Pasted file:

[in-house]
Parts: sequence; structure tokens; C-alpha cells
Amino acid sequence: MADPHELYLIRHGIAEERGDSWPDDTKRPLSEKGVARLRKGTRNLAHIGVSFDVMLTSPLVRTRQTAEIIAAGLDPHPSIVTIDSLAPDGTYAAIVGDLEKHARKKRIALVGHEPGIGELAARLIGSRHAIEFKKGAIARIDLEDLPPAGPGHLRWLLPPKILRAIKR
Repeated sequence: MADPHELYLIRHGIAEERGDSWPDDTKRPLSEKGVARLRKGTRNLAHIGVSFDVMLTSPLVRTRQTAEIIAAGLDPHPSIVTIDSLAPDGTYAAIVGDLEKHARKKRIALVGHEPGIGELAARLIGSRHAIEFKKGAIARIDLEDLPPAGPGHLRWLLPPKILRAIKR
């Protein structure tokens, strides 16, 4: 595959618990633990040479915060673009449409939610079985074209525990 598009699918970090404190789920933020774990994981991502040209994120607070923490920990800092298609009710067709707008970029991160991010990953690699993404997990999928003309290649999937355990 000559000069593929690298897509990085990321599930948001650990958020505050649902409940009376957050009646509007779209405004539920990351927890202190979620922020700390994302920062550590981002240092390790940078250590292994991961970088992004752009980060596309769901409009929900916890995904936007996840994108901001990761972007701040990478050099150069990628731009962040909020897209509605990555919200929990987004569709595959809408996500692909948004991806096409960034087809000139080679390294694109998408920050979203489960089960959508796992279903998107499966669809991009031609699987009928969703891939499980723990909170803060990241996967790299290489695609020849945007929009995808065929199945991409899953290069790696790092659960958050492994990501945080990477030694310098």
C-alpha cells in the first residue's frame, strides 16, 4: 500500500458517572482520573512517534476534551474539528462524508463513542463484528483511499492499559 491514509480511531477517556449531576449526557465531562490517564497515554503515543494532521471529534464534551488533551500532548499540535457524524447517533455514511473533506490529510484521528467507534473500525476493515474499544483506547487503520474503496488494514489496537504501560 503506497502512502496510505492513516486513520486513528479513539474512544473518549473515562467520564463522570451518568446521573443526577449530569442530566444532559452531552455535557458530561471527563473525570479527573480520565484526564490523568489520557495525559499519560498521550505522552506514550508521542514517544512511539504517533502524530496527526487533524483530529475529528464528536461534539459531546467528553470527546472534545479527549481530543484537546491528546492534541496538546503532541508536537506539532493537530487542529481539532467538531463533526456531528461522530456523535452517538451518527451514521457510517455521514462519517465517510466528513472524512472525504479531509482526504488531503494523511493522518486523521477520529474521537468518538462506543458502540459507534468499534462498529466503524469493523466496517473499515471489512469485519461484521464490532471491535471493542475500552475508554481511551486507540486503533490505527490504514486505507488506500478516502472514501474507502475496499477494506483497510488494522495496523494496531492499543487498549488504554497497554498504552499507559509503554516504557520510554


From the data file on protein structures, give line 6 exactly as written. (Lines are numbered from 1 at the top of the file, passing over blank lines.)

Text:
C-alpha cells in the first residue's frame, strides 16, 4: 500500500458517572482520573512517534476534551474539528462524508463513542463484528483511499492499559 491514509480511531477517556449531576449526557465531562490517564497515554503515543494532521471529534464534551488533551500532548499540535457524524447517533455514511473533506490529510484521528467507534473500525476493515474499544483506547487503520474503496488494514489496537504501560 503506497502512502496510505492513516486513520486513528479513539474512544473518549473515562467520564463522570451518568446521573443526577449530569442530566444532559452531552455535557458530561471527563473525570479527573480520565484526564490523568489520557495525559499519560498521550505522552506514550508521542514517544512511539504517533502524530496527526487533524483530529475529528464528536461534539459531546467528553470527546472534545479527549481530543484537546491528546492534541496538546503532541508536537506539532493537530487542529481539532467538531463533526456531528461522530456523535452517538451518527451514521457510517455521514462519517465517510466528513472524512472525504479531509482526504488531503494523511493522518486523521477520529474521537468518538462506543458502540459507534468499534462498529466503524469493523466496517473499515471489512469485519461484521464490532471491535471493542475500552475508554481511551486507540486503533490505527490504514486505507488506500478516502472514501474507502475496499477494506483497510488494522495496523494496531492499543487498549488504554497497554498504552499507559509503554516504557520510554